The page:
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Title:
ELECTROLESS NICKEL COATING ON FUEL INJECTOR NEEDLE
Document Type and Number:
WIPO Patent Application WO/2019/108495
Kind Code:
A1
Abstract:
A fuel injector includes an injector body having an injector cavity and a needle valve element positioned within the injector cavity. The needle valve element is configured to move relative to the injector body. At least a portion of the needle valve element includes a hydrophobic coating.

Inventors:
DATAR YOGESH GAJANAN (US)
THETE MANOJ M (US)
WRIGHT BRIAN J (US)
Application Number:
US2018/062510
Publication Date:
June 06, 2019
Filing Date:
November 27, 2018
Export Citation:
Click for automatic bibliography generation   Help
Assignee:
CUMMINS INC (US)
International Classes:
C09D5/16; C23C18/16; C23C18/32; F02B77/04; F02D41/30; F02M21/02
Foreign References:
EP1498603A12005-01-19
US20070264491A12007-11-15
US20060151627A12006-07-13
US6145763A2000-11-14
JPH07279765A1995-10-27
Attorney, Agent or Firm:
VAN DALEN, Jessica (300 North Meridian Street, Suite 2700Indianapolis, Indiana, 46204, US)
Download PDF:
Claims:
WHAT IS CLAIMED IS:

1. A fuel injector, comprising:

an injector body having an injector cavity; and

a needle valve element positioned within the injector cavity and configured to move relative to the injector body, and at least a portion of the needle valve element includes a hydrophobic coating.

2. The fuel injector of claim 1, wherein the coating includes approximately 1-12 weight % of polytetrafluoroethylene and approximately 3-11 weight % of phosphorus.

3. The fuel injector of claim 1, wherein a thickness of the coating is approximately 1-5 pm.

4. The fuel injector of claim 1, wherein the hydrophobic coating is an electroless nickel plated coating.

5. The fuel injector of claim 1, wherein the coating is configured to form a contact angle of approximately 60-88° with water within the fuel.

6. The fuel injector of claim 5, wherein the contact angle is approximately 62-84° between a surface of the needle valve element and water within the fuel.

7. A fuel injector, comprising:

an injector body having an injector cavity; and

a needle valve element positioned within the injector cavity and configured to move relative to the injector body, and at least a portion of the needle valve element includes a coating configured to form a contact angle of approximately 60-88° with water.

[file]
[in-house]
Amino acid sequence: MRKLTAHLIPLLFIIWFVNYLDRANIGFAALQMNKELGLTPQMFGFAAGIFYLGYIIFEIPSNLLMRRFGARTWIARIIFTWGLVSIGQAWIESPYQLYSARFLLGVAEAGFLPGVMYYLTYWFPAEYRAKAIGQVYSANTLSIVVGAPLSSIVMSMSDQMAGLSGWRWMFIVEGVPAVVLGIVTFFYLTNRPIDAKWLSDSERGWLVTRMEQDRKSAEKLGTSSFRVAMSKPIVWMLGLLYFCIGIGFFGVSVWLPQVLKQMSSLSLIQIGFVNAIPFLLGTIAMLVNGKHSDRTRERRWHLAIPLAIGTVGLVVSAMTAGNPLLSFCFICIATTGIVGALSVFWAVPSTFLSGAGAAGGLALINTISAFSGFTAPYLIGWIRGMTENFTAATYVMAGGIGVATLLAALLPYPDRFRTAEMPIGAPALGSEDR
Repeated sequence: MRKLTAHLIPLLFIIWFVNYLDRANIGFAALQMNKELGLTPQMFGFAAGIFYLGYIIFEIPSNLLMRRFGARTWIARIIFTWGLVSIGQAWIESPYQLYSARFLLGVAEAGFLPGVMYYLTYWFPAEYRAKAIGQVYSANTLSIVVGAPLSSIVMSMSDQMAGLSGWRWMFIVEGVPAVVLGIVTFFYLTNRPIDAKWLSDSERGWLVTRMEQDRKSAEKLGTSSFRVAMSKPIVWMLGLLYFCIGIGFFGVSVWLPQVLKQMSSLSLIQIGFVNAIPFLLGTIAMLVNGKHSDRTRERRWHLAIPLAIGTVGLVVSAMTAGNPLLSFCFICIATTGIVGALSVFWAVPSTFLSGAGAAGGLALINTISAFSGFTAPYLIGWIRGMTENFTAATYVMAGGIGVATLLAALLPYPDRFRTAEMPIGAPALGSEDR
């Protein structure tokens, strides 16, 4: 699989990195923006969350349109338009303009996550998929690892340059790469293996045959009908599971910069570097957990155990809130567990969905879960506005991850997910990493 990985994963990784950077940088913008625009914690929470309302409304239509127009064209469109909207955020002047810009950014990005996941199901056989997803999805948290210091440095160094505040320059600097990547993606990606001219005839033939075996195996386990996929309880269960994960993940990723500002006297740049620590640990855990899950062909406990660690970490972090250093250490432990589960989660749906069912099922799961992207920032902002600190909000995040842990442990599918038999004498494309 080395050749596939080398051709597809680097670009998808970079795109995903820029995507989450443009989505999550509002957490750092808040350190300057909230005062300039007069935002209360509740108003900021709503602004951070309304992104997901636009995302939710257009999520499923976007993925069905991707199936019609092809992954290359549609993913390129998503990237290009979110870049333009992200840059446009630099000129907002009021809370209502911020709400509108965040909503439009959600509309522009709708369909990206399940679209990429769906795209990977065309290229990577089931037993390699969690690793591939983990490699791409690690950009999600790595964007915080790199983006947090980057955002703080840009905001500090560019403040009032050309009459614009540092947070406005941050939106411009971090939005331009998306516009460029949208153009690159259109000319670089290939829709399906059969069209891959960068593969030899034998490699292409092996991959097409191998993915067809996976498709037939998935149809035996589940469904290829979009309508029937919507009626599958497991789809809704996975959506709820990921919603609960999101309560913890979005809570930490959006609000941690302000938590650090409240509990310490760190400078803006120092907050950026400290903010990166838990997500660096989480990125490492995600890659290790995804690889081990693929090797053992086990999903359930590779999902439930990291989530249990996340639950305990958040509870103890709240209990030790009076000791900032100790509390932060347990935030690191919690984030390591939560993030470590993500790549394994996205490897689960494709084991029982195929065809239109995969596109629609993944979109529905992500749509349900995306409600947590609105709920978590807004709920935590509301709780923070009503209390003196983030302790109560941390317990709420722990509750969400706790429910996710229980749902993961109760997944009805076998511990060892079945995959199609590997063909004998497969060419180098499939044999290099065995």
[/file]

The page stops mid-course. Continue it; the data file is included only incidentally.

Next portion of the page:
8. The fuel injector of claim 7, wherein the contact angle is approximately 62-84°.

9. The fuel injector of claim 7, wherein the coating is an electroless nickel plated coating.

10. The fuel injector of claim 7, wherein the coating comprises approximately 1-12 weight % of polytetrafluoroethylene.

11. The fuel injector claim 10, wherein the coating comprises approximately -11 weight % of phosphorus.

12. A method of minimizing a formation of deposits on a portion of a fuel injector, comprising:

providing a needle valve element of the fuel injector;

applying a coating to a portion of the needle valve element, the coating being an electroless nickel plated coating; supplying fuel to the fuel injector; and

forming a contact angle between the coating and water in the fuel.

13. The method of claim 12, wherein the coating comprises an electroless nickel plating.

14. The method of claim 13, wherein applying the coating includes chemically applying the coating to the portion of the needle valve element through an aqueous solution.

15. The method of claim 12, wherein the coating comprises approximately 1-12 weight % of polytetrafluoroethylene and approximately 3-11 weight % of phosphorus.

16. The method of claim 15, wherein the coating comprises approximately 78-87 weight % of nickel.

17. The method of claim 12, wherein the contact angle is approximately 60-88°.

18. The method of claim 17, wherein the contact angle is approximately 62-84°.

19. The method of claim 12, wherein the needle valve element defines a movable component of the fuel injector.

20. The method of claim 12, wherein supplying fuel to the fuel injector includes supplying diesel fuel.

AMENDED CLAIMS

received by the International Bureau on 05 April 2019 (05.04.2019)

1. A fuel injector, comprising:

an injector body having an injector cavity; and

a needle valve element positioned within the injector cavity and configured to move relative to the injector body, and at least a portion of the needle valve element includes a hydrophobic coating having approximately 1-12 weight % of polytetrafluoroethylene and approximately 3-11 weight % of phosphorus.

2. (Canceled)

3. The fuel injector of claim 1, wherein a thickness of the coating is approximately 1-5 pm.

4. The fuel injector of claim 1, wherein the hydrophobic coating is an electroless nickel plated coating.

5. The fuel injector of claim 1, wherein the coating is configured to form a contact angle of approximately 60-88° with water within the fuel.

6. The fuel injector of claim 5, wherein the contact angle is approximately 62-84° between a surface of the needle valve element and water within the fuel.

7. A fuel injector, comprising:

an injector body having an injector cavity; and

a needle valve element positioned within the injector cavity and configured to move relative to the injector body, and at least a portion of the needle valve element includes a coating having an outer surface configured to be exposed to fuel and configured to form a contact angle of approximately 60-88° with water within the fuel.

8. The fuel injector of claim 7, wherein the contact angle is approximately 62-84°.

9. The fuel injector of claim 7, wherein the coating is an electroless nickel plated coating.

10. The fuel injector of claim 7, wherein the coating comprises approximately 1-12 weight % of polytetrafluoroethylene.

11. The fuel injector of claim 10, wherein the coating comprises approximately 3-11 weight % of phosphorus.

12. A method of minimizing a formation of deposits on a portion of a fuel injector, comprising: